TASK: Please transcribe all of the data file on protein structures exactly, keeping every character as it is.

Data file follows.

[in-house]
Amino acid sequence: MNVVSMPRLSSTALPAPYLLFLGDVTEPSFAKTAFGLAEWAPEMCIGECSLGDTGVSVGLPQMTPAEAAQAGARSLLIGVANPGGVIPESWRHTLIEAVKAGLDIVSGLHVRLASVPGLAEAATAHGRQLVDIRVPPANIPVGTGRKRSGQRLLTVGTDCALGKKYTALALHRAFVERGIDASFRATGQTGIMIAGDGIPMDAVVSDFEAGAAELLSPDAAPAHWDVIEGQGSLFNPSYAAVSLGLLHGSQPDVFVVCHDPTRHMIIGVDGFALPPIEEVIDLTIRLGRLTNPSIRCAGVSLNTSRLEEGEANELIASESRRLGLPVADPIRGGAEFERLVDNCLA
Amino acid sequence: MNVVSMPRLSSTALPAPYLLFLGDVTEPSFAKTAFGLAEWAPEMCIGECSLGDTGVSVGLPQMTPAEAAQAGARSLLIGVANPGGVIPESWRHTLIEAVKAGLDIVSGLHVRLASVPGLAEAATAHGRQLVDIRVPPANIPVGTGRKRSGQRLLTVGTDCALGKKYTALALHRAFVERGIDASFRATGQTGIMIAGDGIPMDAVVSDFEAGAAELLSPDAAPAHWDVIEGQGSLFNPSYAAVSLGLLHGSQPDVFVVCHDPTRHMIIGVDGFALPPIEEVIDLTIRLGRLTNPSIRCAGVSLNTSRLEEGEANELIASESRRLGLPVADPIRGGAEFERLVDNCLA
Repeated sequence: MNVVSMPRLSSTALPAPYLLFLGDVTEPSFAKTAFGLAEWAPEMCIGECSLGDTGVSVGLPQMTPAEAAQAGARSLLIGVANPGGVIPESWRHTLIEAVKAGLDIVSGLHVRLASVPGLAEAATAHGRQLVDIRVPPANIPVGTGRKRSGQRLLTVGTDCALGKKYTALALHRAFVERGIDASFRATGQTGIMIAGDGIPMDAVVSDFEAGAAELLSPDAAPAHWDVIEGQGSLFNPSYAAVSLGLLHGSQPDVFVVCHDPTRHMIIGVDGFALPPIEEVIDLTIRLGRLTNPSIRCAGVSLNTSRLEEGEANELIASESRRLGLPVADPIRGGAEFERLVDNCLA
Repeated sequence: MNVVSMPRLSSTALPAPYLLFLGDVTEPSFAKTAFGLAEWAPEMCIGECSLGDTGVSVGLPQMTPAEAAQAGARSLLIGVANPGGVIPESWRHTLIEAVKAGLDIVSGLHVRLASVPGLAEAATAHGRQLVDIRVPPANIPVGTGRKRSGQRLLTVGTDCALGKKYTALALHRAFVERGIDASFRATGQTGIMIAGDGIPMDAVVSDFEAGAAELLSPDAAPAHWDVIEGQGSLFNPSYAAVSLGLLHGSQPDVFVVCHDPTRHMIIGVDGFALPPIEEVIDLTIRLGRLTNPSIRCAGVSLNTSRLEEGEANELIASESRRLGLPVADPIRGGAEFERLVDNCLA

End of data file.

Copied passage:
[in-house]
Amino acid sequence: MNVVSMPRLSSTALPAPYLLFLGDVTEPSFAKTAFGLAEWAPEMCIGECSLGDTGVSVGLPQMTPAEAAQAGARSLLIGVANPGGVIPESWRHTLIEAVKAGLDIVSGLHVRLASVPGLAEAATAHGRQLVDIRVPPANIPVGTGRKRSGQRLLTVGTDCALGKKYTALALHRAFVERGIDASFRATGQTGIMIAGDGIPMDAVVSDFEAGAAELLSPDAAPAHWDVIEGQGSLFNPSYAAVSLGLLHGSQPDVFVVCHDPTRHMIIGVDGFALPPIEEVIDLTIRLGRLTNPSIRCAGVSLNTSRLEEGEANELIASESRRLGLPVADPIRGGAEFERLVDNCLA
Amino acid sequence: MNVVSMPRLSSTALPAPYLLFLGDVTEPSFAKTAFGLAEWAPEMCIGECSLGDTGVSVGLPQMTPAEAAQAGARSLLIGVANPGGVIPESWRHTLIEAVKAGLDIVSGLHVRLASVPGLAEAATAHGRQLVDIRVPPANIPVGTGRKRSGQRLLTVGTDCALGKKYTALALHRAFVERGIDASFRATGQTGIMIAGDGIPMDAVVSDFEAGAAELLSPDAAPAHWDVIEGQGSLFNPSYAAVSLGLLHGSQPDVFVVCHDPTRHMIIGVDGFALPPIEEVIDLTIRLGRLTNPSIRCAGVSLNTSRLEEGEANELIASESRRLGLPVADPIRGGAEFERLVDNCLA
Repeated sequence: MNVVSMPRLSSTALPAPYLLFLGDVTEPSFAKTAFGLAEWAPEMCIGECSLGDTGVSVGLPQMTPAEAAQAGARSLLIGVANPGGVIPESWRHTLIEAVKAGLDIVSGLHVRLASVPGLAEAATAHGRQLVDIRVPPANIPVGTGRKRSGQRLLTVGTDCALGKKYTALALHRAFVERGIDASFRATGQTGIMIAGDGIPMDAVVSDFEAGAAELLSPDAAPAHWDVIEGQGSLFNPSYAAVSLGLLHGSQPDVFVVCHDPTRHMIIGVDGFALPPIEEVIDLTIRLGRLTNPSIRCAGVSLNTSRLEEGEANELIASESRRLGLPVADPIRGGAEFERLVDNCLA
Repeated sequence: MNVVSMPRLSSTALPAPYLLFLGDVTEPSFAKTAFGLAEWAPEMCIGECSLGDTGVSVGLPQMTPAEAAQAGARSLLIGVANPGGVIPESWRHTLIEAVKAGLDIVSGLHVRLASVPGLAEAATAHGRQLVDIRVPPANIPVGTGRKRSGQRLLTVGTDCALGKKYTALALHRAFVERGIDASFRATGQTGIMIAGDGIPMDAVVSDFEAGAAELLSPDAAPAHWDVIEGQGSLFNPSYAAVSLGLLHGSQPDVFVVCHDPTRHMIIGVDGFALPPIEEVIDLTIRLGRLTNPSIRCAGVSLNTSRLEEGEANELIASESRRLGLPVADPIRGGAEFERLVDNCLA